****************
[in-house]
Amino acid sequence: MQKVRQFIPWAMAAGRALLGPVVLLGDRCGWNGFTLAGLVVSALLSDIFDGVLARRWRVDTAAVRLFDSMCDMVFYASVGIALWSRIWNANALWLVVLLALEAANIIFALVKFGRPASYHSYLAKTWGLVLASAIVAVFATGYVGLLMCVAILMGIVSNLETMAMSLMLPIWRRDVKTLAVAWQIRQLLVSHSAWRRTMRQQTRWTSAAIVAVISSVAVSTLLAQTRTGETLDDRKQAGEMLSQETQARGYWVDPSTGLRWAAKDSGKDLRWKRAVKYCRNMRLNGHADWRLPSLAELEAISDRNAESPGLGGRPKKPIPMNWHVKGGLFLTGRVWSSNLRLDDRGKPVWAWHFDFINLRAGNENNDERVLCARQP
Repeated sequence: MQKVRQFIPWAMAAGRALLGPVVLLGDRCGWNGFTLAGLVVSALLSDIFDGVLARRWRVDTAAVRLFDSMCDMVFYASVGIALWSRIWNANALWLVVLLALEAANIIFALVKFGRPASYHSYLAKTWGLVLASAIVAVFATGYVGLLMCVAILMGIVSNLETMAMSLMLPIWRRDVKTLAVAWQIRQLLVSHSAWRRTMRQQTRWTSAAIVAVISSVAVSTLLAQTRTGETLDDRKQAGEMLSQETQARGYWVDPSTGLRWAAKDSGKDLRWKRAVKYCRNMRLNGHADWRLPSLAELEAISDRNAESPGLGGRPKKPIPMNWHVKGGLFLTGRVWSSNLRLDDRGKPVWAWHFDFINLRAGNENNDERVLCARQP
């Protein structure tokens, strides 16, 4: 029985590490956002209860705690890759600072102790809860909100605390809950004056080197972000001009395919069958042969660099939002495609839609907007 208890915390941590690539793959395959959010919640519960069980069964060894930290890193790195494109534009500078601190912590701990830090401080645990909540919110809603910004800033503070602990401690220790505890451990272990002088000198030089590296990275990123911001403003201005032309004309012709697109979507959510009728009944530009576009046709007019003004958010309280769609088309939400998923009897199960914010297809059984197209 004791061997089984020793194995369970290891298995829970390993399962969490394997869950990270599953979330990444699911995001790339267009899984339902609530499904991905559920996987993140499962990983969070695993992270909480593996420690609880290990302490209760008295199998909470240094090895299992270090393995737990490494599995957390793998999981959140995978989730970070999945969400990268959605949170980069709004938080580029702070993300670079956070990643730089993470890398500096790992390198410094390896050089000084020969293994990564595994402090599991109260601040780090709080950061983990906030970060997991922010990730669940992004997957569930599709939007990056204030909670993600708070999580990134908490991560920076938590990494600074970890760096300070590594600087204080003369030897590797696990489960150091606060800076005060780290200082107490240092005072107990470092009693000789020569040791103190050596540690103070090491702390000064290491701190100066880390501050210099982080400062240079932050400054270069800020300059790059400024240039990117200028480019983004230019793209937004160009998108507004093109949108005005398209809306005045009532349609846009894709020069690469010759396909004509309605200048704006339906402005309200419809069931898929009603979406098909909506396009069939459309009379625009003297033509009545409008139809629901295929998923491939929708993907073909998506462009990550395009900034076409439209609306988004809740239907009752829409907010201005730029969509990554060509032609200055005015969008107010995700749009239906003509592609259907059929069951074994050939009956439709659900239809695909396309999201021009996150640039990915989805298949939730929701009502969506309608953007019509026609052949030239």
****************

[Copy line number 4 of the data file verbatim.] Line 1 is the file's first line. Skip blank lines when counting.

């Protein structure tokens, strides 16, 4: 029985590490956002209860705690890759600072102790809860909100605390809950004056080197972000001009395919069958042969660099939002495609839609907007 208890915390941590690539793959395959959010919640519960069980069964060894930290890193790195494109534009500078601190912590701990830090401080645990909540919110809603910004800033503070602990401690220790505890451990272990002088000198030089590296990275990123911001403003201005032309004309012709697109979507959510009728009944530009576009046709007019003004958010309280769609088309939400998923009897199960914010297809059984197209 004791061997089984020793194995369970290891298995829970390993399962969490394997869950990270599953979330990444699911995001790339267009899984339902609530499904991905559920996987993140499962990983969070695993992270909480593996420690609880290990302490209760008295199998909470240094090895299992270090393995737990490494599995957390793998999981959140995978989730970070999945969400990268959605949170980069709004938080580029702070993300670079956070990643730089993470890398500096790992390198410094390896050089000084020969293994990564595994402090599991109260601040780090709080950061983990906030970060997991922010990730669940992004997957569930599709939007990056204030909670993600708070999580990134908490991560920076938590990494600074970890760096300070590594600087204080003369030897590797696990489960150091606060800076005060780290200082107490240092005072107990470092009693000789020569040791103190050596540690103070090491702390000064290491701190100066880390501050210099982080400062240079932050400054270069800020300059790059400024240039990117200028480019983004230019793209937004160009998108507004093109949108005005398209809306005045009532349609846009894709020069690469010759396909004509309605200048704006339906402005309200419809069931898929009603979406098909909506396009069939459309009379625009003297033509009545409008139809629901295929998923491939929708993907073909998506462009990550395009900034076409439209609306988004809740239907009752829409907010201005730029969509990554060509032609200055005015969008107010995700749009239906003509592609259907059929069951074994050939009956439709659900239809695909396309999201021009996150640039990915989805298949939730929701009502969506309608953007019509026609052949030239």